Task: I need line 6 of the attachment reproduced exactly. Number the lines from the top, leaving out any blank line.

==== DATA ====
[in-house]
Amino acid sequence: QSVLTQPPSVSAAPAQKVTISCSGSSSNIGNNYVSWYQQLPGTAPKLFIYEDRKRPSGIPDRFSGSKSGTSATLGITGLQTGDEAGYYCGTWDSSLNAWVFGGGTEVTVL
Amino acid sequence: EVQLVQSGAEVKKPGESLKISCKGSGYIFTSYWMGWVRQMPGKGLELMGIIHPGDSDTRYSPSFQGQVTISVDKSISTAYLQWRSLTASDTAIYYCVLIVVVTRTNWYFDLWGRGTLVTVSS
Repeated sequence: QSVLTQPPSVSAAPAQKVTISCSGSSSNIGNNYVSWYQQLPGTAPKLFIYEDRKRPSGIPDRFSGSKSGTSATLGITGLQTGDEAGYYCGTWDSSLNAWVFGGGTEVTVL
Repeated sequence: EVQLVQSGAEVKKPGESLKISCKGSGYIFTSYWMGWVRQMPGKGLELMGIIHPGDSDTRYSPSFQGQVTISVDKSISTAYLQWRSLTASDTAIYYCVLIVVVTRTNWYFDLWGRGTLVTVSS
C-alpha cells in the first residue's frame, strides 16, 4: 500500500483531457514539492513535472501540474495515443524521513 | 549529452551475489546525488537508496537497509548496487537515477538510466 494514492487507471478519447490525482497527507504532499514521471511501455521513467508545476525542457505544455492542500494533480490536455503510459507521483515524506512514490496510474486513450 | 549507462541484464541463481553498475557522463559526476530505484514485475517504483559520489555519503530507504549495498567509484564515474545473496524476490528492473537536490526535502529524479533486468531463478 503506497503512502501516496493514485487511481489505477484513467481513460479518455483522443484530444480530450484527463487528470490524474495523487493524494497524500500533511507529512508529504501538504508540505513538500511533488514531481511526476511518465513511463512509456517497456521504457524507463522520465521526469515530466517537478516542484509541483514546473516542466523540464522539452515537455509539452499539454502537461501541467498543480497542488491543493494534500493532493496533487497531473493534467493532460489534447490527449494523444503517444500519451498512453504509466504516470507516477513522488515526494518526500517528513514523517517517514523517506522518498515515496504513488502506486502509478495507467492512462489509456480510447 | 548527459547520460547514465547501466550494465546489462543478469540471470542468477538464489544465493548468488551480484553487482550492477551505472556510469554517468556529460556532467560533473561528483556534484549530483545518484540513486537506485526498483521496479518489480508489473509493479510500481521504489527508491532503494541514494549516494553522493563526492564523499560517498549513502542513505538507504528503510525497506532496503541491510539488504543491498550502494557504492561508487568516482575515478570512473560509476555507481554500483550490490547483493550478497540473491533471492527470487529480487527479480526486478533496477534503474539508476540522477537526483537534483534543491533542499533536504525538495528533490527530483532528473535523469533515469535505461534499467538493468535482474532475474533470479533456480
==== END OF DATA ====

C-alpha cells in the first residue's frame, strides 16, 4: 500500500483531457514539492513535472501540474495515443524521513 | 549529452551475489546525488537508496537497509548496487537515477538510466 494514492487507471478519447490525482497527507504532499514521471511501455521513467508545476525542457505544455492542500494533480490536455503510459507521483515524506512514490496510474486513450 | 549507462541484464541463481553498475557522463559526476530505484514485475517504483559520489555519503530507504549495498567509484564515474545473496524476490528492473537536490526535502529524479533486468531463478 503506497503512502501516496493514485487511481489505477484513467481513460479518455483522443484530444480530450484527463487528470490524474495523487493524494497524500500533511507529512508529504501538504508540505513538500511533488514531481511526476511518465513511463512509456517497456521504457524507463522520465521526469515530466517537478516542484509541483514546473516542466523540464522539452515537455509539452499539454502537461501541467498543480497542488491543493494534500493532493496533487497531473493534467493532460489534447490527449494523444503517444500519451498512453504509466504516470507516477513522488515526494518526500517528513514523517517517514523517506522518498515515496504513488502506486502509478495507467492512462489509456480510447 | 548527459547520460547514465547501466550494465546489462543478469540471470542468477538464489544465493548468488551480484553487482550492477551505472556510469554517468556529460556532467560533473561528483556534484549530483545518484540513486537506485526498483521496479518489480508489473509493479510500481521504489527508491532503494541514494549516494553522493563526492564523499560517498549513502542513505538507504528503510525497506532496503541491510539488504543491498550502494557504492561508487568516482575515478570512473560509476555507481554500483550490490547483493550478497540473491533471492527470487529480487527479480526486478533496477534503474539508476540522477537526483537534483534543491533542499533536504525538495528533490527530483532528473535523469533515469535505461534499467538493468535482474532475474533470479533456480